Why Winning The Lottery Won’t Solve All Your Problems
Everyone fantasizes about winning the lottery at least once in their lifetime.
And really, how can you not? Imagine all the luxury cruises you’d take, the mansion you’d come home to, the fancy car you’d drive around town–what was that?
What about your bills? A thing of the past. You’ve got enough to pay your bills, pay your grown children’s bills, and heck, probably put your great-grandkids through college.
Many of us non-winners shake our heads and wonder why? After all, if we won, we wouldn’t make any of those mistakes, right?
The truth is winning the lottery doesn’t solve all your problems. On the contrary, it comes with more issues than the average person is equipped to handle
Winning the lottery doesn’t change old spending habits
Believe it or not, winning the lottery doesn’t get rid of any bad spending habits you had before.
Unfortunately, not many people consider this before they accept the giant check, and why would they? With that amount of money, they’re under the impression that they could never run out and that it’ll last them their entire life.
It is that mindset and a combination of poor financial practices that are the perfect recipe for bankruptcy.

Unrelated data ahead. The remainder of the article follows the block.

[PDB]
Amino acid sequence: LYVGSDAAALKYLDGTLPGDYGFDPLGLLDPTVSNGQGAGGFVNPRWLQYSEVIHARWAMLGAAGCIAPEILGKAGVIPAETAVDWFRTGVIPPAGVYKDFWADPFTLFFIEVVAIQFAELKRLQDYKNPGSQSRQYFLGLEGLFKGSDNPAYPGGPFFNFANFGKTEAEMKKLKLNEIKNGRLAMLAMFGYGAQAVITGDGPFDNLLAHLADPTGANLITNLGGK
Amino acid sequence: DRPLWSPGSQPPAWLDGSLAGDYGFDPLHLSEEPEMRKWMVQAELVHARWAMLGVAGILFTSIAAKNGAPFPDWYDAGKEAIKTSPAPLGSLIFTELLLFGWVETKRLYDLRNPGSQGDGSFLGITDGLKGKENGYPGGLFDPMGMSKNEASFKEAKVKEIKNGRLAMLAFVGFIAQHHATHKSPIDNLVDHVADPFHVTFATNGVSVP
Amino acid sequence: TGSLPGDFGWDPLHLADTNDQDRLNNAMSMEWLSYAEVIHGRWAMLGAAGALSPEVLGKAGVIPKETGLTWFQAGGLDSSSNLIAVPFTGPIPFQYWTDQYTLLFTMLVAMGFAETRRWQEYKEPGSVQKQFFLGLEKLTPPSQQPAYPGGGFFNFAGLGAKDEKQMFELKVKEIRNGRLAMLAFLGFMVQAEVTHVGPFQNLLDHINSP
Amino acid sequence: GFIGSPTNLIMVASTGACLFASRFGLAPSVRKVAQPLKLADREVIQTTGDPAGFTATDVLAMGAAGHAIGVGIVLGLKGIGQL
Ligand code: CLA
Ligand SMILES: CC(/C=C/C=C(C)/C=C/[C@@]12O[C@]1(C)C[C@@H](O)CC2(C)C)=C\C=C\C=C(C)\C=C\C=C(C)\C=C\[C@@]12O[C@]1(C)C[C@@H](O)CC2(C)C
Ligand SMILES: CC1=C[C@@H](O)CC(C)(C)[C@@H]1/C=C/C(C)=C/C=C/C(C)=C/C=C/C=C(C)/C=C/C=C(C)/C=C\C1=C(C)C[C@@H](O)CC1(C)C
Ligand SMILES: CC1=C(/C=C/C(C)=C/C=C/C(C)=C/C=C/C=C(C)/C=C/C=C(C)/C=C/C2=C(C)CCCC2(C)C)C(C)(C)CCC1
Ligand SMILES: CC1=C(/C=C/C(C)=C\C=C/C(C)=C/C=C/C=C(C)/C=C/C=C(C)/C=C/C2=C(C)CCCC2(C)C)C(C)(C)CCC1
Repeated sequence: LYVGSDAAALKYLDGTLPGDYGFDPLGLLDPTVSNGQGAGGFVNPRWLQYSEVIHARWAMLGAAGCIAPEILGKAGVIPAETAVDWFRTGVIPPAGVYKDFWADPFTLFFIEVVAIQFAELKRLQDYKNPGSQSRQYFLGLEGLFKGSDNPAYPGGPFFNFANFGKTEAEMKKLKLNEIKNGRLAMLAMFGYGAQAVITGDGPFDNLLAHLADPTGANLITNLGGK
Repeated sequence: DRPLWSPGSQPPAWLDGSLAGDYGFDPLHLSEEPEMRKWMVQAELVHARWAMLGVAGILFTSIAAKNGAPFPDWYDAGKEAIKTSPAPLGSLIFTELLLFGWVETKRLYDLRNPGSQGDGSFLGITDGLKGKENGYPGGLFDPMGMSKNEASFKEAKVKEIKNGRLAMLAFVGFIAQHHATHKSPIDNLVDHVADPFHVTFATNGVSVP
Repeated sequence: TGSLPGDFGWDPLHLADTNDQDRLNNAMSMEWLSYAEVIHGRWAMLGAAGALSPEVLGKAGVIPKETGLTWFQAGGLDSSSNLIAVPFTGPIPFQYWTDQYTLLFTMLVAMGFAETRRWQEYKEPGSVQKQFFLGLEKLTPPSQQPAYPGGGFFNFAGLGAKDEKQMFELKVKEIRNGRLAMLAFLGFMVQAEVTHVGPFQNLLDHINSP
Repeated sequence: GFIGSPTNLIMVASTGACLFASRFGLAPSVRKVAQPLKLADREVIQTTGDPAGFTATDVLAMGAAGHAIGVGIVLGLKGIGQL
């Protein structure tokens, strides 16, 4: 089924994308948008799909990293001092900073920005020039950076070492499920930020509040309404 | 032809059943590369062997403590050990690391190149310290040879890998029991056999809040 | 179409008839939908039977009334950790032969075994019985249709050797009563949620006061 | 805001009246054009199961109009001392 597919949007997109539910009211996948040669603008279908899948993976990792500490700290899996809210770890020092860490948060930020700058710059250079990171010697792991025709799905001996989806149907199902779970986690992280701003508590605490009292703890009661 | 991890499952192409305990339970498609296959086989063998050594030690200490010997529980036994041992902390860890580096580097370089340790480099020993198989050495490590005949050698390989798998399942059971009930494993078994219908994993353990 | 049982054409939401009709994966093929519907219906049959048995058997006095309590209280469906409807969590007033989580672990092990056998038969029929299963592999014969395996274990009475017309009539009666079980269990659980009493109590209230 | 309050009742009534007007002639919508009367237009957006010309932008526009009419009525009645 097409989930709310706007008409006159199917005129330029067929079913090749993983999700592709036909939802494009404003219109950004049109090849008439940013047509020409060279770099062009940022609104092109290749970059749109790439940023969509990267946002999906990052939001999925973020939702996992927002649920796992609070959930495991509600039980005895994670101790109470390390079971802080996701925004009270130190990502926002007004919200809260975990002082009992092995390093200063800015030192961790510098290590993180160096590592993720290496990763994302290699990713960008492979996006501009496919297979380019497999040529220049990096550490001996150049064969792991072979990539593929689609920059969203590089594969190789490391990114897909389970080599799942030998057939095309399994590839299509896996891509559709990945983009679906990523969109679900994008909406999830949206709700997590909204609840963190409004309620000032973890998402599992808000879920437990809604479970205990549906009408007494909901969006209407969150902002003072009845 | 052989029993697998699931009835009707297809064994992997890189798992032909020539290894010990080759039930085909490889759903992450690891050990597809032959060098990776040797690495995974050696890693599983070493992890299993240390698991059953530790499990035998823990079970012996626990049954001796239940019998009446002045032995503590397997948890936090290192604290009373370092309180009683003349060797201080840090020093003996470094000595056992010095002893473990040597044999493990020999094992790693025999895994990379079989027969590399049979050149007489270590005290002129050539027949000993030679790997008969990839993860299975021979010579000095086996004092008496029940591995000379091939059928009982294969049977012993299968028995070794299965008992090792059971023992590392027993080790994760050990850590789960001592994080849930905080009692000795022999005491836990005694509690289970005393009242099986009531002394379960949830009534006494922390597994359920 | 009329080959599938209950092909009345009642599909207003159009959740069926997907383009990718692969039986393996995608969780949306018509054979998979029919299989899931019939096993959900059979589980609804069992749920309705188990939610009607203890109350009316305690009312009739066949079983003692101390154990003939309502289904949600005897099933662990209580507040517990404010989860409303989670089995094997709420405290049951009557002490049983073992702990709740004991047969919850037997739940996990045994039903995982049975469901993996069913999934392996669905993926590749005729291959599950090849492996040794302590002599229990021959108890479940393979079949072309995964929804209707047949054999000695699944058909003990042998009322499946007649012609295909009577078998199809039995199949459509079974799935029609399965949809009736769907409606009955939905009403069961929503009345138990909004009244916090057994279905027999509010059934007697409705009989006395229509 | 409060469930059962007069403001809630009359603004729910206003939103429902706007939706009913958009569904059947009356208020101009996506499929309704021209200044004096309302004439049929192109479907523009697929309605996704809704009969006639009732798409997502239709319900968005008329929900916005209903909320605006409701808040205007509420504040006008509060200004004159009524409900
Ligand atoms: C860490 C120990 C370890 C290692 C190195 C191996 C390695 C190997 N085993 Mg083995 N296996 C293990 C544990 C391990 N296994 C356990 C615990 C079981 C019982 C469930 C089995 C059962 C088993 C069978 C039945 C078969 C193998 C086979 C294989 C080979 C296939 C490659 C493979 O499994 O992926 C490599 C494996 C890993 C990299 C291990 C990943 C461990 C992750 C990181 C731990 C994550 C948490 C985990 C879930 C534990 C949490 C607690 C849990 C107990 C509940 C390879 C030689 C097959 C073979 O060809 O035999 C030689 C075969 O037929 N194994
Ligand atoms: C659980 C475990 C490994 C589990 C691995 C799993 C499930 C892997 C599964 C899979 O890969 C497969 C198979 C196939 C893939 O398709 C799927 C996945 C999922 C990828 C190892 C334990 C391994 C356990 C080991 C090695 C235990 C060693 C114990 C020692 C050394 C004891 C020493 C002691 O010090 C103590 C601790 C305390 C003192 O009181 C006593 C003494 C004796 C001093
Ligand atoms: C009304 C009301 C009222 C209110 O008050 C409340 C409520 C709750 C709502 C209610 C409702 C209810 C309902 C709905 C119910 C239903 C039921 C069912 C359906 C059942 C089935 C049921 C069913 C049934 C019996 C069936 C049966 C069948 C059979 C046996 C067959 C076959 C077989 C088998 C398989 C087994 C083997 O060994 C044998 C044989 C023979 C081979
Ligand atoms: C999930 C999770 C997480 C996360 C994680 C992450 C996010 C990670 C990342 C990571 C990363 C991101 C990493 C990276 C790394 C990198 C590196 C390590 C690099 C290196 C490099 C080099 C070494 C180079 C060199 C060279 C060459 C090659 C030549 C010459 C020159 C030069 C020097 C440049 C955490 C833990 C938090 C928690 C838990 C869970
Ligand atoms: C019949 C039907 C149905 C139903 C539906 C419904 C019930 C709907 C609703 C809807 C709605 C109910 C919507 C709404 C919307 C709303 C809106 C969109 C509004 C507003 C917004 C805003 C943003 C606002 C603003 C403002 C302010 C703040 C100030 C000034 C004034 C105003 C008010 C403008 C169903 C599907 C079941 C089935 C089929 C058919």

A perfect example would be Evelyn Adams, who won $5.4 million in 1985 (and again in 1986). Between a gambling addiction and loose purse strings, she found herself penniless and living in a trailer by 2001.
So if you still believe the lottery will cure your spending habits, think again. These practices just have more room to fester.
You’ll Worry More Around Tax Season
The Notorious B.I.G. said it best: “Mo money, mo problems.”
According to the National Endowment for Financial Education (NEFE), 70% of lottery winners end up broke within several years. Mindless splurging aside, spending beyond their pre-lotto means is a key factor.
Most winners don’t think about the property tax for their new mansions, the vehicle taxes for all of their sports cars, or all the other costs of ownership. All of those add up quickly and unless you have a good accountant, expect the IRS to come knocking on your door.
A Go-To Legal Defense Team Will be A Must
Regardless of how much you win, you’ll need a good lawyer. Your chances of getting sued are much higher now that you’re a lottery winner, especially if you didn’t or couldn’t claim the prize anonymously.
Complete strangers will come out of the woodworks claiming any and everything to get a piece of your fortune. It could be the oh-so-common fender bender, the vengeful entitled ex-wife, or even a credit company trying to call in a long lost debt.
It isn’t unheard of for winners to spend a notable chunk of their fortune defending said fortune. Just ask Jack Whittaker, winner of $315 million in 2002. On top of facing personal tragedy, everyone from jealous neighbors to corrupt law enforcement repeatedly slammed him with frivolous lawsuits.
Even if you don’t win the lottery, a good lawyer is a worthwhile investment.
You May Need to Hire Bodyguards